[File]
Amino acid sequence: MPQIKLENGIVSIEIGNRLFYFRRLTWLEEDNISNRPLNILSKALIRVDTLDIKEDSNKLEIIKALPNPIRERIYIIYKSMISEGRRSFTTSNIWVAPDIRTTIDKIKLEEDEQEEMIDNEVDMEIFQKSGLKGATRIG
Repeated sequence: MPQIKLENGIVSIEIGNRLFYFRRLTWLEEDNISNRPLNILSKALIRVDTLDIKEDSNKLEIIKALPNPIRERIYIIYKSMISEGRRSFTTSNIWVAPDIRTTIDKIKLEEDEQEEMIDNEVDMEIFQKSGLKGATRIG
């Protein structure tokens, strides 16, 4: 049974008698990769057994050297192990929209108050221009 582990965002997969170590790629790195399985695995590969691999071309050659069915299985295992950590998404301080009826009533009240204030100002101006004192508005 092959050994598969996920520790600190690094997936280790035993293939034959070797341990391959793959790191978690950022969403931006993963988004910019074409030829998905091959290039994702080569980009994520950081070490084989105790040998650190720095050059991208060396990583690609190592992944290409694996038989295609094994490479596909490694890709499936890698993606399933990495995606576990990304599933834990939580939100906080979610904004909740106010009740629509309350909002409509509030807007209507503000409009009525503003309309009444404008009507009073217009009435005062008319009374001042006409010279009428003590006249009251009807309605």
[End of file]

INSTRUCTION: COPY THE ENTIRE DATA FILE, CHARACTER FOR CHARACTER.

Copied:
Amino acid sequence: MPQIKLENGIVSIEIGNRLFYFRRLTWLEEDNISNRPLNILSKALIRVDTLDIKEDSNKLEIIKALPNPIRERIYIIYKSMISEGRRSFTTSNIWVAPDIRTTIDKIKLEEDEQEEMIDNEVDMEIFQKSGLKGATRIG
Repeated sequence: MPQIKLENGIVSIEIGNRLFYFRRLTWLEEDNISNRPLNILSKALIRVDTLDIKEDSNKLEIIKALPNPIRERIYIIYKSMISEGRRSFTTSNIWVAPDIRTTIDKIKLEEDEQEEMIDNEVDMEIFQKSGLKGATRIG
């Protein structure tokens, strides 16, 4: 049974008698990769057994050297192990929209108050221009 582990965002997969170590790629790195399985695995590969691999071309050659069915299985295992950590998404301080009826009533009240204030100002101006004192508005 092959050994598969996920520790600190690094997936280790035993293939034959070797341990391959793959790191978690950022969403931006993963988004910019074409030829998905091959290039994702080569980009994520950081070490084989105790040998650190720095050059991208060396990583690609190592992944290409694996038989295609094994490479596909490694890709499936890698993606399933990495995606576990990304599933834990939580939100906080979610904004909740106010009740629509309350909002409509509030807007209507503000409009009525503003309309009444404008009507009073217009009435005062008319009374001042006409010279009428003590006249009251009807309605």